Allegedly Canada's first horror film, 1961s The Mask is a curious entry into the world of both fright films and 3D features. The plot involves a psychiatrist who becomes the owner of an extremely old tribal mask after a former patient sends it to him before committing suicide. When he tries the mask on, it propels the psychiatrist into a bizarre realm that quickly morphs from purely strange to increasingly disturbing with nightmare like visions. These visions soon begin to take their toll on the psychiatrist, altering his temperament and driving him towards madness.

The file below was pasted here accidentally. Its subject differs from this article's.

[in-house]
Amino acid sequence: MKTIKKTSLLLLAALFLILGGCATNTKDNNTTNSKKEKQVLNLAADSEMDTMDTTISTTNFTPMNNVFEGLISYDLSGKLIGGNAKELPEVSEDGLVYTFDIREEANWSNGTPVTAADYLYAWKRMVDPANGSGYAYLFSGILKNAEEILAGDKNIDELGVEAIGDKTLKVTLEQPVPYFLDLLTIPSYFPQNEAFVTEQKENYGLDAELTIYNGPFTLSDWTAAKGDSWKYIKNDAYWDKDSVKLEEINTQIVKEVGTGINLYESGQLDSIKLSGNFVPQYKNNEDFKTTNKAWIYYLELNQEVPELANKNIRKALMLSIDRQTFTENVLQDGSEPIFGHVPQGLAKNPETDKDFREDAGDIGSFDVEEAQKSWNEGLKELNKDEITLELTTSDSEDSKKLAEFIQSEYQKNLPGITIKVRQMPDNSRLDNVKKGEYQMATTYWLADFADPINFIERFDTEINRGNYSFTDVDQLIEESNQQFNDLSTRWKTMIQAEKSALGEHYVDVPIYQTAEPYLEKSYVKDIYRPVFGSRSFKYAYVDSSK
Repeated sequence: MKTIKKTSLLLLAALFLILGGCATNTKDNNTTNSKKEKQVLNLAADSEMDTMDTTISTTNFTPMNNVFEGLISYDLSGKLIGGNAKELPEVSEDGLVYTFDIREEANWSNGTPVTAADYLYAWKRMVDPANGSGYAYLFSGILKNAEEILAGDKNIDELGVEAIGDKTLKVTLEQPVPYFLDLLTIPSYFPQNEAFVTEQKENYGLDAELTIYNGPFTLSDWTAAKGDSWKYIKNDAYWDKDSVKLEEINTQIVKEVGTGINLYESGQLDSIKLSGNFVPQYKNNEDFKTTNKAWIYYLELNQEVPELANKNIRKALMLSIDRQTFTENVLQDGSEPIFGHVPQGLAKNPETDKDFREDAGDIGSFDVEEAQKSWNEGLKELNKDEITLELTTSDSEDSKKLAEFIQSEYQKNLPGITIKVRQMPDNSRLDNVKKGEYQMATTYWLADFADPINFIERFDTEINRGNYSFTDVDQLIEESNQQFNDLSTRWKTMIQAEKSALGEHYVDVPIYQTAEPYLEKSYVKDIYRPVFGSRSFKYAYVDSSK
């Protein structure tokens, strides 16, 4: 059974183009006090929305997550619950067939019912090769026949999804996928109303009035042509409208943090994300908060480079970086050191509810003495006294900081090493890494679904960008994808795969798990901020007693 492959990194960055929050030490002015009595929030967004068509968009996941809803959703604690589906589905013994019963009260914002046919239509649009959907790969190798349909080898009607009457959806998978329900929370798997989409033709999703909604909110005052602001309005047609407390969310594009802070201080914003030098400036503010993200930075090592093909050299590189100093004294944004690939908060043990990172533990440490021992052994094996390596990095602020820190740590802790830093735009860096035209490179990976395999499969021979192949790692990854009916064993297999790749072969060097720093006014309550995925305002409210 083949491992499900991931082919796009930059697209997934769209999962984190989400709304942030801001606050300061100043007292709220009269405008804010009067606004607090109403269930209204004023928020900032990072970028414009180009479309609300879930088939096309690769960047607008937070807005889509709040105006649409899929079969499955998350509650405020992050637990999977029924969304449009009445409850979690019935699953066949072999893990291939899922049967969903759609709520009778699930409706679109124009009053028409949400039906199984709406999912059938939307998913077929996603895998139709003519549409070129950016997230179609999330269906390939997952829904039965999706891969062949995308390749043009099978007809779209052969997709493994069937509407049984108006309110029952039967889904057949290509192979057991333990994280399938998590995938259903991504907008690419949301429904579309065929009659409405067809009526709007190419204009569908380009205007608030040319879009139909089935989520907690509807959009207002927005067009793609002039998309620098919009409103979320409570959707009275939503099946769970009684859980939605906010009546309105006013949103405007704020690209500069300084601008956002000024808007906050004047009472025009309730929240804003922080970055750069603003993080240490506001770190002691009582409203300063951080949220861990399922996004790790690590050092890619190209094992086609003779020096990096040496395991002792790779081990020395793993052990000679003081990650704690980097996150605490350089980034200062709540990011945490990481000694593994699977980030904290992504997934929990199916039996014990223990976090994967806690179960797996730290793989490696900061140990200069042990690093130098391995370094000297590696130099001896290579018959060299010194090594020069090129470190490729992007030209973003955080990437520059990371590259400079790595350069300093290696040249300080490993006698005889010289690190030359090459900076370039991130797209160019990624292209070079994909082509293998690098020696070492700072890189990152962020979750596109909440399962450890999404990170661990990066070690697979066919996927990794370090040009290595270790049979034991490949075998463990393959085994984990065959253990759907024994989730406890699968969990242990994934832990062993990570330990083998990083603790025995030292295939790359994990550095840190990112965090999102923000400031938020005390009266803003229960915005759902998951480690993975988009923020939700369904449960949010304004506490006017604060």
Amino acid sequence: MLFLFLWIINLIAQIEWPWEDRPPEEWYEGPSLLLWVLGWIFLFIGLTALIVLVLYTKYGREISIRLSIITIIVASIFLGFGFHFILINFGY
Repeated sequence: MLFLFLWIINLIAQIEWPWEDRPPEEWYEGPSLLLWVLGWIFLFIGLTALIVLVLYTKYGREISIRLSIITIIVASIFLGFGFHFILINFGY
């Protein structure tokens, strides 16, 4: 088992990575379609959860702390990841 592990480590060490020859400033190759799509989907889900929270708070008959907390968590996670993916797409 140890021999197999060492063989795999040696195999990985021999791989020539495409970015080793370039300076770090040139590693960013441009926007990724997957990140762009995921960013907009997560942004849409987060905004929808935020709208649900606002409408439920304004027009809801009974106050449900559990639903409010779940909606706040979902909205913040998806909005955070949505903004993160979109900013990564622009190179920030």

I first became aware of this cinematic oddity when a still from the film was used on the cover of 1986s highly recommended RE/Search Incredibly Strange Films book. It wasn't long after that I finally got the chance to check out the film when it was broadcast on cable television. Most of the film is shot in standard black and white, but there are portions when a deeply reverbed narrator will remind you to "Put the mask on, NOW!" as all footage within the mask world is presented in 3D. A unique gimmick, the 3D viewers were not the conventional glasses, but instead a cardboard mask somewhat similar to the one in the film.